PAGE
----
«International trade and the economy, 1600-1870» conference

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October 19th-20th 2017
Université Paris-Dauphine, Place du Maréchal de Lattre de Tassigny, 75016 Paris

External trade flows are the single macroeconomic data that early modern states have
collected with the most care. The first attempts at measuring foreign trade can be dated from
the early seventeenth century. Later on, several Italian states, such as the Republics of Genoa
and Venice, began to systematically collect customs data to create balances of trade. England
and Ireland followed and, from 1696 on, they collected a continuous series of data flows and
released a yearly evaluation of the English balance of trade. Several of the continental states,
such as France, followed suit, and by the end of the eighteenth-century most of them
produced more or less comprehensive balances of trade. A number of recent scientific events
and publications have discussed the availability of these trade data (two conferences in Lille
in 2011 and in Paris in 2014) 1 . Last year, we organized a conference in Paris that explored the
issue of classifying trade data in order to make them useful for economic analysis (Paris
2016). Our aim in this new conference is to take stock of these methodological and data-
related efforts to provide a fresh view of the contribution of international trade to the growth
and development of national economies before and at the time of the first Industrial
Revolution. Numerous papers will treat this question.
The TOFLIT18 team will also showcase its “datascape” thanks to a hands-on session. New
techniques developed in digital humanities allow researchers to widen their understanding of
international trade through both quantitative and qualitative analysis. The hands-on session
will allow participants to use web tools to explore the large TOFLIT18 database of French
trade flows between 1714 and 1821 by product and partners to gain new insights on issues
such as the economic life and representations of eighteenth-century French consumers,
producers and administrators and how they were transformed throughout the century.
Participants will enjoy an exclusive access to the datascape before it is made public early next
year.

Scientific Committee

Loïc Charles, Paul Cheney, Anne Conchon, Guillaume Daudin, Paul Girard, Ragnhild Hutchison,
Aidan Kane, Lionel Kesztenbaum, Silvia Marzagalli, Kevin O’Rourke, Werner Scheltjens, Jan
Willem Veluwenkamp

Organizing Committee

Loïc Charles and Guillaume Daudin

Program

October 19 th (Espace One, First floor)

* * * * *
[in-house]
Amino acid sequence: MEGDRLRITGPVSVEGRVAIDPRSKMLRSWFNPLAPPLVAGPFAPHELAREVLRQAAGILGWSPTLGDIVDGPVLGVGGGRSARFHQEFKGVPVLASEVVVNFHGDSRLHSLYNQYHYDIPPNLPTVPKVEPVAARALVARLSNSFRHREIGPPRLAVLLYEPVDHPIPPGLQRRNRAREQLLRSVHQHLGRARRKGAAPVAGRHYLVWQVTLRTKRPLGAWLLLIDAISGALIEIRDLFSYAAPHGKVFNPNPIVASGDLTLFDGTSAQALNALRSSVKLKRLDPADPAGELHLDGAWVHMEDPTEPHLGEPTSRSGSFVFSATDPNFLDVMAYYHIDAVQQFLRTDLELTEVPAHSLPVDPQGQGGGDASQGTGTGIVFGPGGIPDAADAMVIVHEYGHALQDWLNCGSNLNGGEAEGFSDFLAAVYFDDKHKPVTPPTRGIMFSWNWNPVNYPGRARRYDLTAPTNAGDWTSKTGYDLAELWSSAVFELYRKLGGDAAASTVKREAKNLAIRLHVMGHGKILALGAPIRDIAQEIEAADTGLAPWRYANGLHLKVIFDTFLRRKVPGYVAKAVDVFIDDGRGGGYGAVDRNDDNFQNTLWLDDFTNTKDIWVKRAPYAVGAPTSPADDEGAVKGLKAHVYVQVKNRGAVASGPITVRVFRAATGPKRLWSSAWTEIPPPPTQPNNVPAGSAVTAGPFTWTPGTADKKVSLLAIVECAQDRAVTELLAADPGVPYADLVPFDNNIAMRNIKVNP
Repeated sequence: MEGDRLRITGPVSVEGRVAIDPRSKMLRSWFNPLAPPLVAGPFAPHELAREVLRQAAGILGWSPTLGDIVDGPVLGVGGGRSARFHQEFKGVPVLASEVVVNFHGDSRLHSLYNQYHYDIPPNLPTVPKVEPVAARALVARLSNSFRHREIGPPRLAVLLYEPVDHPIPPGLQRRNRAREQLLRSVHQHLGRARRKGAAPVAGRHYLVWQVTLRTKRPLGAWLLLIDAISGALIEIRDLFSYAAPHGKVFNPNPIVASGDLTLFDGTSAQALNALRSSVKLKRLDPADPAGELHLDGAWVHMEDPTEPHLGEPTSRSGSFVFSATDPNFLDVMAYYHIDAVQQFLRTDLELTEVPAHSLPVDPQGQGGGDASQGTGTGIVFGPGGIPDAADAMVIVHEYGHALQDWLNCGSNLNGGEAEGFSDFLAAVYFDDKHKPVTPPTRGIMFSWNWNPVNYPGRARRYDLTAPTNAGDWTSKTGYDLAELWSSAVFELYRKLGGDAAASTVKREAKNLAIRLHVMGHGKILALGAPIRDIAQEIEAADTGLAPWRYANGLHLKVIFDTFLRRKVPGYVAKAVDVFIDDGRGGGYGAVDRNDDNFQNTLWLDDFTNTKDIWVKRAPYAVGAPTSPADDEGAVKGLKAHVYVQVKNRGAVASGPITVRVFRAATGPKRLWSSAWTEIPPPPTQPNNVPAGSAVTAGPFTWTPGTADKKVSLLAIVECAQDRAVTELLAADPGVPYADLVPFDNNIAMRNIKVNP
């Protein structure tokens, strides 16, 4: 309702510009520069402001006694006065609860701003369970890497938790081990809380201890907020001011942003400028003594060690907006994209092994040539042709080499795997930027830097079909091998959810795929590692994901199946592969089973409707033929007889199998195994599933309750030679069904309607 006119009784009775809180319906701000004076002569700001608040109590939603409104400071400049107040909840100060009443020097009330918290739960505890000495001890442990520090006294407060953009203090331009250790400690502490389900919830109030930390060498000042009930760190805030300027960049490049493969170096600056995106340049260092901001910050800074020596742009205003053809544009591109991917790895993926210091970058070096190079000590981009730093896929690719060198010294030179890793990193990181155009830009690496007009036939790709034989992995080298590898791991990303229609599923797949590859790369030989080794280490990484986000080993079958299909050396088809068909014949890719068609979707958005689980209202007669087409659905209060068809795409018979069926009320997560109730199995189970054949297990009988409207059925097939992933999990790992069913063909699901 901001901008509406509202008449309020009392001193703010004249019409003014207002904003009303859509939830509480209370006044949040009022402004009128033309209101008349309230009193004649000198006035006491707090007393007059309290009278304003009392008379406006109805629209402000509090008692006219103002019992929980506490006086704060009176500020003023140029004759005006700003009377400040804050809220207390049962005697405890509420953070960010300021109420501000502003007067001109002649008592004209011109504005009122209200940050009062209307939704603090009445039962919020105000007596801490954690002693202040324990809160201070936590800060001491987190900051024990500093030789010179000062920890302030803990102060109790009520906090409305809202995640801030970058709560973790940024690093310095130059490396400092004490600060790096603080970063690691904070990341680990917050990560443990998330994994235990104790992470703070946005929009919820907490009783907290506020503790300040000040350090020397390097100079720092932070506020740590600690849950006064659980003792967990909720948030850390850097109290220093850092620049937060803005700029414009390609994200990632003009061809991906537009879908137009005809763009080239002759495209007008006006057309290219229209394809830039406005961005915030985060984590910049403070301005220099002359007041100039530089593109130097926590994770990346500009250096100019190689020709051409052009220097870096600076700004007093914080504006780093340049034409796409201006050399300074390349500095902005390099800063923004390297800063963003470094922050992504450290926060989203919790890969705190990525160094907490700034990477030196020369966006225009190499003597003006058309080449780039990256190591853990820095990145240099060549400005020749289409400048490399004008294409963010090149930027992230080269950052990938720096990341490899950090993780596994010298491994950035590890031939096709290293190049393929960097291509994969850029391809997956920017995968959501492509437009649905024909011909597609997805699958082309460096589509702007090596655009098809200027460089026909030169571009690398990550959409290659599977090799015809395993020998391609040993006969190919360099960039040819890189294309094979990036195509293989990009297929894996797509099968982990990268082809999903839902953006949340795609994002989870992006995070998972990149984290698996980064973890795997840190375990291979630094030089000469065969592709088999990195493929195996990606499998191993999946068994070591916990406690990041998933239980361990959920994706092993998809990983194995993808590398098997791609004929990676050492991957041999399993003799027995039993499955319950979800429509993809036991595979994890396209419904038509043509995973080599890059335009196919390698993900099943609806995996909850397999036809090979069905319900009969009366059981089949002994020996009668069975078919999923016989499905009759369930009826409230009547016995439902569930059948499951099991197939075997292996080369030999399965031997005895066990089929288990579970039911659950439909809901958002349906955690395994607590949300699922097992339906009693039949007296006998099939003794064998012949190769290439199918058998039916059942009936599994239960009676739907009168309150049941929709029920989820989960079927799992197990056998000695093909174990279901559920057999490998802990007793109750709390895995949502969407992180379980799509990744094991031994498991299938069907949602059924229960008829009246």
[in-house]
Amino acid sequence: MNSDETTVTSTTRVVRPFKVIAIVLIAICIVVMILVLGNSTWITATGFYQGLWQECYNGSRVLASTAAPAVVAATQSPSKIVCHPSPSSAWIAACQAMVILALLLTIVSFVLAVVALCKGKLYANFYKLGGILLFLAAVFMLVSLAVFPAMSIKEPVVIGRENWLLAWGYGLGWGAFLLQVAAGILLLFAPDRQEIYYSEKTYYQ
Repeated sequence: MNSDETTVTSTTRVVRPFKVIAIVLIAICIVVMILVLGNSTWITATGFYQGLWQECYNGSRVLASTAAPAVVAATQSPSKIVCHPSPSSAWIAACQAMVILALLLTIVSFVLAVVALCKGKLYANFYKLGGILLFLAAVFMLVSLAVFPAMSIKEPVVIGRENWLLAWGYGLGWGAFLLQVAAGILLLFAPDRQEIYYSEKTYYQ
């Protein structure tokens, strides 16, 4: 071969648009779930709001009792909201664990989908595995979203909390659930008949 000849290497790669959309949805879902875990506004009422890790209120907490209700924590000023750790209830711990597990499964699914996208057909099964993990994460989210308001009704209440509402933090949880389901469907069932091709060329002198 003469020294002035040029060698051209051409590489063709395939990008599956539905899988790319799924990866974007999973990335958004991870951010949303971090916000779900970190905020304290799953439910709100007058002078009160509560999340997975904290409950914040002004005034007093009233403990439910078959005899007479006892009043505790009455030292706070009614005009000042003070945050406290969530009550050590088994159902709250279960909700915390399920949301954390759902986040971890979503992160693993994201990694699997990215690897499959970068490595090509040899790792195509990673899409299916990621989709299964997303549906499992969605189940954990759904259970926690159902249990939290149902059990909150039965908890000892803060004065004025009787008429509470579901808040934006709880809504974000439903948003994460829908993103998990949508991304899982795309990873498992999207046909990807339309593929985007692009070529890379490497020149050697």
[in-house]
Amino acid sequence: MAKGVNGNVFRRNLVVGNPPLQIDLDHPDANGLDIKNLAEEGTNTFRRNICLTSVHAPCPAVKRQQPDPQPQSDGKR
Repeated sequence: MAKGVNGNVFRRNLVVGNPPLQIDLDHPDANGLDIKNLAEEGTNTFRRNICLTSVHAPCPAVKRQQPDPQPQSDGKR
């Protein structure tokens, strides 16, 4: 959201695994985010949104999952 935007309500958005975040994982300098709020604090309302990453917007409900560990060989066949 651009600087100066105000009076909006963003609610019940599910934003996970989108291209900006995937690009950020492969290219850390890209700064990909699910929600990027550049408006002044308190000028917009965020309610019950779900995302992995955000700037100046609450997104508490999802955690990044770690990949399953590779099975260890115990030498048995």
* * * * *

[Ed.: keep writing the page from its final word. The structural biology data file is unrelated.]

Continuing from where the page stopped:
9.30-10.20
Roger H Vicquéry. (London School of Economics, UK) « The Currency Union Effect
on Trade: Evidence from the Italian Unification and the Franc Germinal Bloc (1848-1876) »

10.20-11.10
Alejandra Irigoin (London School of Economics, UK) « UK Standard Error: the
problems for economic historians from (mis)taking silver as commodity money, 1718-1830»

11.10-11.30 Coffee

11.30-12.20
Martina Miotto (Warwick ,UK) « World Trade, Technology Diffusion and the
Chronometer » (co-authors: A. Iariaand L. Pascali)

12.30-14.00 Lunch

14.00-14.50
Timo Tiainen (Jyväskylä, Finland) « Long-distance international trade from or to
ports of Finland 1634–1853-some time-series analyses with French trade anatomized »

14.50-15.40
Torsten Arnold (Viadrina, Germany) «Trade between the French and Portuguese
Atlantic and Central Europe: A comparison of the bilateral socio-economic relations between
Hamburg, France and Portugal during the last decades of the 18th century ». Co-author: Maria
Cristina Moreira (Minho Portugal)

15.40-16.00 Coffee

16.00-17.30
Loïc Charles and Paul Girard, TOFLIT18 demo and hands-on session

October 20 th (Espace One, First floor)

9.30-10.20
Henric Häggqvist (Uppsala, Sweden) «Taxed to Stagnation? Tariffs and Export
Performance in Sweden and Denmark 1783–1853»

10.20-11.10
Ragnhild Hutchison (Institutt for arkeologi, konservering og historie, Norway) «
Norwegian copper in a global market»

11.10-11.30 Coffee

11.30-12.20
Pierre Gervais and Guillaume Plique (Paris 3 & SciencesPo, France)
Specialization, nomenclatures, and market power

12.30-14.00 Lunch

14.00-14.50
Ulrich Pfister (Münster, Germany) « Foreign trade and the development of the
German cotton industry, c.1730-1790 »14.50-15.40 Christopher Gad (Stockholm, Sweden) «Sweden Globalization and Stagnation?
Analysis of a New Database on Foreign Trade in Sweden and Finland, 1738-1805». Co-author:
Rodney Edvisson (Stokholm, Sweden)

15.40-16.00 Coffee

16.00-16.50
Guillaume Daudin (Dauphine, France) « The Futility of Mercantilist Wars ». Co-
author: Elisa Tirindelli

17.00-17.30
Discussion about funding (Maybe with Edith Buser et Gaëlle Decroix)

This event is open to all. It is funded by the ANR TOFLIT18 (http://toflit18.hypotheses.org/)
Organizers: Guillaume Daudin (guillaume.daudin@dauphine.fr) & Loïc Charles
(charles@ined.fr).
Inscriptions & information: Aurélie Cabit (aurelie.cabit@dauphine.fr) 01 72 60 52 30

 

1 Loïc Charles et Guillaume Daudin, éd., « Eighteenth Century International Trade Statistics:
Sources and Methods », Revue de l’OFCE (Special Issue), n 140 (2015): 7-377

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